SAN CLEMENTE ( — The U.S. Supreme Court has agreed to hear arguments in a case that could have a dramatic effect on teachers and hundreds of thousands of other unionized public employees.

Ten California teachers are challenging their unions.

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CBS2/KCAL9’s Dave Bryan reports the case has ignited a heated debate.

Veteran Orange County elementary school teacher Rebecca Friedrichs was once a teachers union board member in her local district. Now, she doesn’t hide the fact that she doesn’t care for the union.

“I believe the unions have been free-riding off of me, and teachers like me, for decades. And I have a big problem with that,” Friedrichs said.

“They’re powerful, they’re entrenched and they’re really more focused on their own self-preservation than on doing what’s right for their members, and in this case, on educating and protecting children.”

Now, Friedrichs’ complaints about teachers unions are heading to the U.S. Supreme Court.

In the case which bears her name, Friedrichs v. California Teachers Association, she and several other teachers from Orange County claim they’re being forced to pay fees to the union for collective bargaining costs against their will, violating their free-speech rights.

Terry Pell, president of the Center for Individual Rights, is representing the teachers.

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“Some teachers agree with the union, and they should be free to join it and support it,” Pell said. “But individuals who fundamentally disagree with the union’s position, whether it’s for higher salaries at a time of economic contraction, or whether it’s to create school reform, they should be free to not join the union, not have to pay dues. And that’s what we’re fighting for in this case,” Pell said.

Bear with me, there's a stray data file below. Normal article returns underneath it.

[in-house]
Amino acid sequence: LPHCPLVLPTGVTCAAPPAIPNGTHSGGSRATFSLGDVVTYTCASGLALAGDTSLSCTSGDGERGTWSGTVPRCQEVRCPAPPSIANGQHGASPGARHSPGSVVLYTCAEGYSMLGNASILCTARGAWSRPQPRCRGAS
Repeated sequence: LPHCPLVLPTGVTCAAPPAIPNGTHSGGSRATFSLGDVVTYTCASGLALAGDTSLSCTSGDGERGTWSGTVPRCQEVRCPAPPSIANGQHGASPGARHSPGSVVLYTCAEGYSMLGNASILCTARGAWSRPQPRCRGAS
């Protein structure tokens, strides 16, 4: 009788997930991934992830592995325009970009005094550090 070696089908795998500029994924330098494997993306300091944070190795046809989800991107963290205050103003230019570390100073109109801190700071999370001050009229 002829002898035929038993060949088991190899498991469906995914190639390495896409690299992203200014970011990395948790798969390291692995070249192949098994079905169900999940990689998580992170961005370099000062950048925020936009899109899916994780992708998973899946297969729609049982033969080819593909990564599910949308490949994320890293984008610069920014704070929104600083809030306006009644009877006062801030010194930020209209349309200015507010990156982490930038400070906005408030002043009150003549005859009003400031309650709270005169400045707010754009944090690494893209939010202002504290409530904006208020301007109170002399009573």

Among those who argued the Supreme Court should not hear the case because the plaintiffs allegations had no merit was the office of California Attorney General Kamala Harris.

But it’s the teachers unions and other unions representing public sector employees who have the most to lose if the court strikes down the mandatory fees paid by teachers who choose not to belong to the unions.

Some experts believe this may be a life and death struggle for public-sector unions.

Six of those unions, including the California Teachers Association, the Service Employees International Union and the American Federation of State County and Municipal employees, released a statement that reads: “We are disappointed … The Supreme Court has chosen to take a case that threatens the fundamental promise of America – that if you work hard and play by the rules you should be able to provide for your family and live a decent life.”

The unions point out the Friedrichs and the other teachers who are suing are already paying a reduced fee, which only covers their share of the cost of negotiating new contracts. And some union supporters charge they’re trying to get something for nothing.

Friedrichs says this is about freedom of choice.

“I would like to see teachers be given a choice to choose for themselves, without any fear, and without coercion, whether or not to fund a union. That’s it,” Friedrichs said.

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But the coalition of unions that oppose the lawsuit firmly disagrees, stating: “The Supreme Court is revisiting decisions that have made it possible for people to stick together for a voice at work and in their communities for more than 35 years.”